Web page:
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Economy

Retailing In The Age Of E-Commerce: Department Stores' New Everywhere Approach

Department stores executives are realizing that only a smart digital strategy can guarantee a future for them. The necessity of 'omni-channel' retailing progressively became obvious for these city-center venerable institutions.

Printemps, in Paris (Frédérique Panassac)
Printemps, in Paris (Frédérique Panassac)
Philippe Bertrand

PARIS - Last January, at the National Retail Federation conference, everyone was talking about "omni-channel" retailing. But what is it? We have come to know the term "multi-channel" retailing, which consists in selling products on the Internet as well as in shops. Now omni-channel retailing aims at taking advantage from all available means for shopping: stores, mobile phones, computers, catalogues, and so on.

It should be noted that august institutions like the French store Printemps, founded in 1865, or the Japanese Daimaru, born in 1717, come up against fierce competition from e-commerce. This can be compared to what department stores had to face in the 1970s when mega-retailers began to boom. Tsutomu Okuda, leader of J. Front Retailing, the Daimaru parent company, didn't hide the truth: department stores' sales dropped by 30% within a 20-year span in Japan.

"Click and collect"

These chains know that their future lies in omni-channel retailing. The best example is John Lewis, a British firm that makes 22% of its sales online. It has been rewarded as the "best e-commerce website of Great-Britain," ahead of Internet-only players, and is considered the most successful example of this kind of 360-degree strategy.

Andy Street, the company's production manager, explains the formula: to have as many products online as in physical department stores, to resist an escalation of discounts, and the possibility to withdraw the products from both the 29 higher-end John Lewis stores and 194 Waitrose hypermarkets that belong to the chain.

This is "click and collect" - a very good way to get people in the stores. Thus, Internet becomes a way to create a link, which can strengthen thanks to the improved contact with the stores themselves.

But according to Bernie Brookes, CEO of Myer, an Australian department store chain, omni-channel retailing also represents a challenge concerning the way to rule the different shopping channels. It also raises the question of the optimization of the stores' surfaces.

Robert Wallstrom, CEO of Saks, thinks that the main difficulty is to "offer customers a unique experience" at stores, and to give priority to services. Indeed, adds Andrew Jennings, German CEO of Karstadt: "customers know all the products and prices nowadays. Their expectations are higher. They take the control."

Read the original article in French

Photo - Frédérique Panassac

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Future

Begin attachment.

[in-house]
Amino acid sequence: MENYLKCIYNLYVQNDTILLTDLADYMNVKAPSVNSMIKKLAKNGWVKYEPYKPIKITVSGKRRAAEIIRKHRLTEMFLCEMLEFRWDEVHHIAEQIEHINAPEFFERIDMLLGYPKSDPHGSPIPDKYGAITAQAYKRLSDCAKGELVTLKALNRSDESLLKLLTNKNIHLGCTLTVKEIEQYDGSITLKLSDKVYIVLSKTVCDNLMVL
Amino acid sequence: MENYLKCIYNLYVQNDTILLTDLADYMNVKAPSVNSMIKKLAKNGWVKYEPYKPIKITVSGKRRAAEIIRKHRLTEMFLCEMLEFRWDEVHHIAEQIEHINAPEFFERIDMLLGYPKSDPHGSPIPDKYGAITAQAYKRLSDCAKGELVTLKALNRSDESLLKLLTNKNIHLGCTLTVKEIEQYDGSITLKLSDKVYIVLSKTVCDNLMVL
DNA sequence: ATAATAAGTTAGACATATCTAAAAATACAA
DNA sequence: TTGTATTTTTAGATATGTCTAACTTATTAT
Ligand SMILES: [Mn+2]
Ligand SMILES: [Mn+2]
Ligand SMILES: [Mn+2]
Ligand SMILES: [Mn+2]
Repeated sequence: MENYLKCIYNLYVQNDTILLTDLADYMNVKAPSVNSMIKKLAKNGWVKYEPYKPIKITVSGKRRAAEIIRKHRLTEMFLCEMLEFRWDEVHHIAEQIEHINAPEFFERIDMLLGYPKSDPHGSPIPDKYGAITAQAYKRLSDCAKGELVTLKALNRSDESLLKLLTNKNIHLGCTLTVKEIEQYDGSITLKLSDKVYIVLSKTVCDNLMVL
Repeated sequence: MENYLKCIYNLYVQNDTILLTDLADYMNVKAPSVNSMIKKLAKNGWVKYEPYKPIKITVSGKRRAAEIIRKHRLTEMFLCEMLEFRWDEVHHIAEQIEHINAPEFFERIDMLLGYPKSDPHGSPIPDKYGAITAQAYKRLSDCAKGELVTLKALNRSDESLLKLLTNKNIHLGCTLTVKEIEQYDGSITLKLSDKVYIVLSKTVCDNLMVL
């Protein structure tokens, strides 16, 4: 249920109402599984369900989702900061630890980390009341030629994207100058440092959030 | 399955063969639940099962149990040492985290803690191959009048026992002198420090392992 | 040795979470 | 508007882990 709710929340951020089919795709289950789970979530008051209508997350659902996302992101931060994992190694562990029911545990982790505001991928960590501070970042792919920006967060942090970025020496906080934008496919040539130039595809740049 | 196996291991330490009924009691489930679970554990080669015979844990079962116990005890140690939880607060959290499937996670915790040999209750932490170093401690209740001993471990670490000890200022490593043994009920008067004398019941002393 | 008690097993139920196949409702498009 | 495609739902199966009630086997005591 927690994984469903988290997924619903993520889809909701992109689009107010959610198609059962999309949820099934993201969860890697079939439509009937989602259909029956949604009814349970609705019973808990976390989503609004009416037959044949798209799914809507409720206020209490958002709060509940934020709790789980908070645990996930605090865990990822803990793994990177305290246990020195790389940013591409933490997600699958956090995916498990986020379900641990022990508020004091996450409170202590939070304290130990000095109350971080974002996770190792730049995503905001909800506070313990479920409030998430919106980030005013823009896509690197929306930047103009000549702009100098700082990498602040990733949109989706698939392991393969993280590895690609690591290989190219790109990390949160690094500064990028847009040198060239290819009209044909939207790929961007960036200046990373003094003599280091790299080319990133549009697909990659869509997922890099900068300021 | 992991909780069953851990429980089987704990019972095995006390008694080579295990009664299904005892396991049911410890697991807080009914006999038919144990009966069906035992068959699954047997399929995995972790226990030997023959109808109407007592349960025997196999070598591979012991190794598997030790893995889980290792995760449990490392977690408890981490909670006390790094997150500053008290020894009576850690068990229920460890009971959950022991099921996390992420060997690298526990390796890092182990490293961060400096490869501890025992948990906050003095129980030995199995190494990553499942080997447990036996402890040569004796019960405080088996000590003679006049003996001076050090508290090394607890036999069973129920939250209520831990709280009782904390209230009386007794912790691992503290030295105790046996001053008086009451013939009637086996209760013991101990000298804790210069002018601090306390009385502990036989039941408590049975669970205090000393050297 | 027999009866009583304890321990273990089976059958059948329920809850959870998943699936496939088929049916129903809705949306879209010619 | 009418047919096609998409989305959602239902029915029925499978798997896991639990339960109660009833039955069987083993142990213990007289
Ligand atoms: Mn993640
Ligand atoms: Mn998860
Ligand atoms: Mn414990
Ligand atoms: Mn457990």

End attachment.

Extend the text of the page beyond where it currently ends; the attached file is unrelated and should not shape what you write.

Livestream Shopping Is Huge In China — Will It Fly Elsewhere?

Streaming video channels of people shopping has been booming in China, and is beginning to win over customers abroad as a cheap and cheerful way of selling products to millions of consumers glued to the screen.

A A female volunteer promotes spring tea products via on-line live streaming on a pretty mountain surrounded by tea plants.

In Beijing, selling spring tea products via on-line live streaming.

Xinhua / ZUMA
Gwendolyn Ledger

SANTIAGO — TikTok, owned by Chinese tech firm ByteDance, has spent more than $500 million to break into online retailing. The app, best known for its short, comical videos, launched TikTok Shop in August, aiming to sell Chinese products in the U.S. and compete with other Chinese firms like Shein and Temu.

Tik Tok Shop will have three sections, including a live or livestream shopping channel, allowing users to buy while watching influencers promote a product.

This choice was strategic: in the past year, live shopping has become a significant trend in online retailing both in the U.S. and Latin America. While still an evolving technology, in principle, it promises good returns and lower costs.

Chilean Carlos O'Rian Herrera, co-founder of Fira Onlive, an online sales consultancy, told América Economía that live shopping has a much higher catchment rate than standard website retailing. If traditional e-commerce has a rate of one or two purchases per 100 visits to your site, live shopping can hike the ratio to 19%.

Live shopping has thrived in China and the recent purchases of shopping platforms in some Latin American countries suggests firms are taking an interest. In the United States, live shopping generated some $20 billion in sales revenues in 2022, according to consultants McKinsey. This constituted 2% of all online sales, but the firm believes the ratio may become 20% by 2026.

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